WASHINGTON, D.C. -- A new modelling approach developed and validated by the Southwest Research Institute (SwRI) presents a major step forward in understanding how offshore blowout preventers (BOPs) are likely to function if employed during a blowout. Results from the study funded by the Bureau of Safety and Environmental Enforcement (BSEE) were presented today at the Ocean Energy Safety Institute’s Public Technology Assessment Program Forum.
“The emergency closure of a wellbore with a BOP is a highly complicated process in which high strength steel pipe must be cut and pinched closed under extreme pressure and flow conditions,” said SwRI’s Steven Green. SwRI is under contract with BSEE to develop and validate a methodology for conducting an analysis of a BOP closure event using existing commercially available software for advanced structural and fluid dynamics simulations. “We have also developed a database tool that, when completed, will hold simulation results and allows BSEE and industry to interactively assess the basic design requirements of a BOP under its expected operating conditions,” Green said.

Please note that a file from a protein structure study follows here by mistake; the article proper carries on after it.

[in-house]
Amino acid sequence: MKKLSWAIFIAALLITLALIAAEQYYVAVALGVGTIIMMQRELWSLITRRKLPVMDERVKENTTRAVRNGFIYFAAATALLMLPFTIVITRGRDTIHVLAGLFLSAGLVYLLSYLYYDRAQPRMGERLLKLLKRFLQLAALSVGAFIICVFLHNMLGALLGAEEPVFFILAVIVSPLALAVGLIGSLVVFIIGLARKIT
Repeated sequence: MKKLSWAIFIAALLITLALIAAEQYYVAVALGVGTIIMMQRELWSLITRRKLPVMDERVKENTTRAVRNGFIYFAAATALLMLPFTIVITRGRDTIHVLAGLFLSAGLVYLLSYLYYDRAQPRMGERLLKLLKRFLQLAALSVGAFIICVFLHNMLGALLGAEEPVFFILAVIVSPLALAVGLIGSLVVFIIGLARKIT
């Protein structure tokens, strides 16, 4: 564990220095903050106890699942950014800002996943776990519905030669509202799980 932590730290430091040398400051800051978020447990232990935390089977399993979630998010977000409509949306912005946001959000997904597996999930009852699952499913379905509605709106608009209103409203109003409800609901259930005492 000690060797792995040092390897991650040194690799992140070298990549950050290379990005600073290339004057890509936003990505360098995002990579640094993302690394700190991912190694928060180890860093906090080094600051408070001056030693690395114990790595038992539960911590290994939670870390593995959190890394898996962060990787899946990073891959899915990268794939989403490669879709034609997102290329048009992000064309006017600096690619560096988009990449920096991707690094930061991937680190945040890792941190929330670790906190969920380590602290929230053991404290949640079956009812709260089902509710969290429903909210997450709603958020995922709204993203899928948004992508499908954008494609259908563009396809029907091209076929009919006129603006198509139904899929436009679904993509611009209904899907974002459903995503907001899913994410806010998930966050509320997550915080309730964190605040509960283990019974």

Blowout preventers use multiple methods to prevent hydrocarbons from ascending through drill pipes and reaching surface operations. How well they would perform during a blowout, as opposed to activation to prevent a blowout, has been a concern for both the industry and regulators. The research performed by SwRI is part of BSEE’s larger effort to advance the design of BOPs so that they function effectively under emergency conditions.
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